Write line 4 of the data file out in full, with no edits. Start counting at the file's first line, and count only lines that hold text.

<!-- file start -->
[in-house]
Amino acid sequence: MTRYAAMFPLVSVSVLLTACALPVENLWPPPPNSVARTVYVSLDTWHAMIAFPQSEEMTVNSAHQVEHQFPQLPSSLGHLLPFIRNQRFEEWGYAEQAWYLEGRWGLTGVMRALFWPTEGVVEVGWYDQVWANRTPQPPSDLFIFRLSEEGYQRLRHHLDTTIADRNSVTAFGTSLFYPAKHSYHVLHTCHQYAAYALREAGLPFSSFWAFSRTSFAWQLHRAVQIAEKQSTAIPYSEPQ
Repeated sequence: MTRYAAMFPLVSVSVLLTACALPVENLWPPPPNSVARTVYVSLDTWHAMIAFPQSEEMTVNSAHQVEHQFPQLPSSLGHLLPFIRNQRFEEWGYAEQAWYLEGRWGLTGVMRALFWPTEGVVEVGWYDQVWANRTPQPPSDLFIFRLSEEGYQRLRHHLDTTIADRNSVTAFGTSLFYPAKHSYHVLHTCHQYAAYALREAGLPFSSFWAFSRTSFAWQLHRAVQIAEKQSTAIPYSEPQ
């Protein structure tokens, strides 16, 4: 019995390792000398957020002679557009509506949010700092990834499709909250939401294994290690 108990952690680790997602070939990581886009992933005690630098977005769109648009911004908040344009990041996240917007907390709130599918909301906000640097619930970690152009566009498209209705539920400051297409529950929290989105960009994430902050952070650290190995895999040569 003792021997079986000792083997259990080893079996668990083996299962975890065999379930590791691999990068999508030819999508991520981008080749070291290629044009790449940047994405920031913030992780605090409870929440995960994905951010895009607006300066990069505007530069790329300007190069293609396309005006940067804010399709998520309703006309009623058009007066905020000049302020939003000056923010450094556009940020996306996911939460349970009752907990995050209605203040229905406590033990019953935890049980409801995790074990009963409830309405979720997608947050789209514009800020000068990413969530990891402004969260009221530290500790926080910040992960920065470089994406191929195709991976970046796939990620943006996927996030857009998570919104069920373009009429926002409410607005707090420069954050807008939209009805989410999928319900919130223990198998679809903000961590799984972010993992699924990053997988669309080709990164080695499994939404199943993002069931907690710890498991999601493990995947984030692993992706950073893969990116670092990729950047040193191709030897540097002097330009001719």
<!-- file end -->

């Protein structure tokens, strides 16, 4: 019995390792000398957020002679557009509506949010700092990834499709909250939401294994290690 108990952690680790997602070939990581886009992933005690630098977005769109648009911004908040344009990041996240917007907390709130599918909301906000640097619930970690152009566009498209209705539920400051297409529950929290989105960009994430902050952070650290190995895999040569 003792021997079986000792083997259990080893079996668990083996299962975890065999379930590791691999990068999508030819999508991520981008080749070291290629044009790449940047994405920031913030992780605090409870929440995960994905951010895009607006300066990069505007530069790329300007190069293609396309005006940067804010399709998520309703006309009623058009007066905020000049302020939003000056923010450094556009940020996306996911939460349970009752907990995050209605203040229905406590033990019953935890049980409801995790074990009963409830309405979720997608947050789209514009800020000068990413969530990891402004969260009221530290500790926080910040992960920065470089994406191929195709991976970046796939990620943006996927996030857009998570919104069920373009009429926002409410607005707090420069954050807008939209009805989410999928319900919130223990198998679809903000961590799984972010993992699924990053997988669309080709990164080695499994939404199943993002069931907690710890498991999601493990995947984030692993992706950073893969990116670092990729950047040193191709030897540097002097330009001719």